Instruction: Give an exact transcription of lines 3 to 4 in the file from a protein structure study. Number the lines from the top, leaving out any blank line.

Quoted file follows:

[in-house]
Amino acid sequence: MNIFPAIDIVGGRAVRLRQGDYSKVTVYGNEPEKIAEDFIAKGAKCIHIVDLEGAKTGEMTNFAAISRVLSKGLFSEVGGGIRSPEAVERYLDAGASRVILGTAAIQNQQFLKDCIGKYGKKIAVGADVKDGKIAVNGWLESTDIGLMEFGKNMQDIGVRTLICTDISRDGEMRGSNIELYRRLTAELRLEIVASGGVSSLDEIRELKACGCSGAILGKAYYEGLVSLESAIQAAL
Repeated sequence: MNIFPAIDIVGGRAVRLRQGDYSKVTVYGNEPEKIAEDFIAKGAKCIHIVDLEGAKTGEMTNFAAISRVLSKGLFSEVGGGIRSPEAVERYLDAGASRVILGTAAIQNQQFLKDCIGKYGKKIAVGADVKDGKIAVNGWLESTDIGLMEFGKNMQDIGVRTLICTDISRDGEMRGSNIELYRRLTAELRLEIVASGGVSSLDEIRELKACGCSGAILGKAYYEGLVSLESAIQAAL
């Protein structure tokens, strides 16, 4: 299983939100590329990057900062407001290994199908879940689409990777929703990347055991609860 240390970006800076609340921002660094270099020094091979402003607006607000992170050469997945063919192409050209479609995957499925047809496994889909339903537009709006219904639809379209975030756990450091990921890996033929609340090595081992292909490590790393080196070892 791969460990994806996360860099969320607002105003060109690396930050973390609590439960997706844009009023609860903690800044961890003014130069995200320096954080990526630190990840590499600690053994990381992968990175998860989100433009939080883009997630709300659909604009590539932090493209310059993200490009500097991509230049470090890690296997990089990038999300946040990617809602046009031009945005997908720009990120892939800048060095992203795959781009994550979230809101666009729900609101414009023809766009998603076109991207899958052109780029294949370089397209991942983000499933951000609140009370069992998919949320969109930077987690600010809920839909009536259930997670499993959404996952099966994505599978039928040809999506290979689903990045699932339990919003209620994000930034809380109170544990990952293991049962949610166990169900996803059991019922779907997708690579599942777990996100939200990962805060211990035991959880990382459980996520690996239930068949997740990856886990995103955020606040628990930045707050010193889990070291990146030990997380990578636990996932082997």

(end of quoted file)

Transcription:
Repeated sequence: MNIFPAIDIVGGRAVRLRQGDYSKVTVYGNEPEKIAEDFIAKGAKCIHIVDLEGAKTGEMTNFAAISRVLSKGLFSEVGGGIRSPEAVERYLDAGASRVILGTAAIQNQQFLKDCIGKYGKKIAVGADVKDGKIAVNGWLESTDIGLMEFGKNMQDIGVRTLICTDISRDGEMRGSNIELYRRLTAELRLEIVASGGVSSLDEIRELKACGCSGAILGKAYYEGLVSLESAIQAAL
């Protein structure tokens, strides 16, 4: 299983939100590329990057900062407001290994199908879940689409990777929703990347055991609860 240390970006800076609340921002660094270099020094091979402003607006607000992170050469997945063919192409050209479609995957499925047809496994889909339903537009709006219904639809379209975030756990450091990921890996033929609340090595081992292909490590790393080196070892 791969460990994806996360860099969320607002105003060109690396930050973390609590439960997706844009009023609860903690800044961890003014130069995200320096954080990526630190990840590499600690053994990381992968990175998860989100433009939080883009997630709300659909604009590539932090493209310059993200490009500097991509230049470090890690296997990089990038999300946040990617809602046009031009945005997908720009990120892939800048060095992203795959781009994550979230809101666009729900609101414009023809766009998603076109991207899958052109780029294949370089397209991942983000499933951000609140009370069992998919949320969109930077987690600010809920839909009536259930997670499993959404996952099966994505599978039928040809999506290979689903990045699932339990919003209620994000930034809380109170544990990952293991049962949610166990169900996803059991019922779907997708690579599942777990996100939200990962805060211990035991959880990382459980996520690996239930068949997740990856886990995103955020606040628990930045707050010193889990070291990146030990997380990578636990996932082997």